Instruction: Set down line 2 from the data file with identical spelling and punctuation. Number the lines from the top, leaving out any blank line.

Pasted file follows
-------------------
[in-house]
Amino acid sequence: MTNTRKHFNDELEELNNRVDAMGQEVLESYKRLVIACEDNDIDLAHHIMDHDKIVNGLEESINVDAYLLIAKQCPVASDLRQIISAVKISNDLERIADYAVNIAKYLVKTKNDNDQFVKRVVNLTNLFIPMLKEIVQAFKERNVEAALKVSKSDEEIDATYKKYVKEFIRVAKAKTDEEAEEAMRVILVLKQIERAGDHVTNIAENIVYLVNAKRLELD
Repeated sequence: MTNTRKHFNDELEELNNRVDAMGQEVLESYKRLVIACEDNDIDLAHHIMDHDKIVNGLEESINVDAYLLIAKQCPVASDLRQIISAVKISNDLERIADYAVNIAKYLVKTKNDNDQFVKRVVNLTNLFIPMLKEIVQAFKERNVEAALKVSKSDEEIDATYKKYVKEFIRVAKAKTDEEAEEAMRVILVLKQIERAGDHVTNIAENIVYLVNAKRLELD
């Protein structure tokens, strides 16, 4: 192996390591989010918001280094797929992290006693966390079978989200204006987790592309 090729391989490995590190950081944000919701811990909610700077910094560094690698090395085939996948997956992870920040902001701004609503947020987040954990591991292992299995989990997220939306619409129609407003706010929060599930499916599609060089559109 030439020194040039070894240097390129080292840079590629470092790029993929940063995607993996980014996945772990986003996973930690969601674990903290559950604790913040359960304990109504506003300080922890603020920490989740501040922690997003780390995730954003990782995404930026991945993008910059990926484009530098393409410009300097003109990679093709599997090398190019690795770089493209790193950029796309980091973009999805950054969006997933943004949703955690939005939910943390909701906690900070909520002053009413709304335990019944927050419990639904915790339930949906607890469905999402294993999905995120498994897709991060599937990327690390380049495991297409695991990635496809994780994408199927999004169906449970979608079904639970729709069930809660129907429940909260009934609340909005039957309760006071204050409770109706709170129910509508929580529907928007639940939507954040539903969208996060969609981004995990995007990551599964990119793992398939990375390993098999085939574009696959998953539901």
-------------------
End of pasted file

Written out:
Amino acid sequence: MTNTRKHFNDELEELNNRVDAMGQEVLESYKRLVIACEDNDIDLAHHIMDHDKIVNGLEESINVDAYLLIAKQCPVASDLRQIISAVKISNDLERIADYAVNIAKYLVKTKNDNDQFVKRVVNLTNLFIPMLKEIVQAFKERNVEAALKVSKSDEEIDATYKKYVKEFIRVAKAKTDEEAEEAMRVILVLKQIERAGDHVTNIAENIVYLVNAKRLELD